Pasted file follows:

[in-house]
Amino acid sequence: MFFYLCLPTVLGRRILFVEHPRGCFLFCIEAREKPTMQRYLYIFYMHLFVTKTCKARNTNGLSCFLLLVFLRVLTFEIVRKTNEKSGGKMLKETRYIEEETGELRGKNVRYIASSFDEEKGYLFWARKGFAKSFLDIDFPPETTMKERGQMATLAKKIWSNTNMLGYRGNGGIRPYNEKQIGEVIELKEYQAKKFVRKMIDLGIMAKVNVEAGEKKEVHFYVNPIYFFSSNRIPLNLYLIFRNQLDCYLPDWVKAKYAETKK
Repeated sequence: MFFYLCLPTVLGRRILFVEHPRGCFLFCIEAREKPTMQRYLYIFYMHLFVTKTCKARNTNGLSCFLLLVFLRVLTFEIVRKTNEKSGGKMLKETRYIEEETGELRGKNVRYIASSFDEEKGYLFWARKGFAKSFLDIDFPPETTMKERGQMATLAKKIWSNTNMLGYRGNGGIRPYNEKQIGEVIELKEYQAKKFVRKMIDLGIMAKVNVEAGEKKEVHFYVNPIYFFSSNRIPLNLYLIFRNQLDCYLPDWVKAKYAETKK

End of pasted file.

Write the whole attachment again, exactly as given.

[in-house]
Amino acid sequence: MFFYLCLPTVLGRRILFVEHPRGCFLFCIEAREKPTMQRYLYIFYMHLFVTKTCKARNTNGLSCFLLLVFLRVLTFEIVRKTNEKSGGKMLKETRYIEEETGELRGKNVRYIASSFDEEKGYLFWARKGFAKSFLDIDFPPETTMKERGQMATLAKKIWSNTNMLGYRGNGGIRPYNEKQIGEVIELKEYQAKKFVRKMIDLGIMAKVNVEAGEKKEVHFYVNPIYFFSSNRIPLNLYLIFRNQLDCYLPDWVKAKYAETKK
Repeated sequence: MFFYLCLPTVLGRRILFVEHPRGCFLFCIEAREKPTMQRYLYIFYMHLFVTKTCKARNTNGLSCFLLLVFLRVLTFEIVRKTNEKSGGKMLKETRYIEEETGELRGKNVRYIASSFDEEKGYLFWARKGFAKSFLDIDFPPETTMKERGQMATLAKKIWSNTNMLGYRGNGGIRPYNEKQIGEVIELKEYQAKKFVRKMIDLGIMAKVNVEAGEKKEVHFYVNPIYFFSSNRIPLNLYLIFRNQLDCYLPDWVKAKYAETKK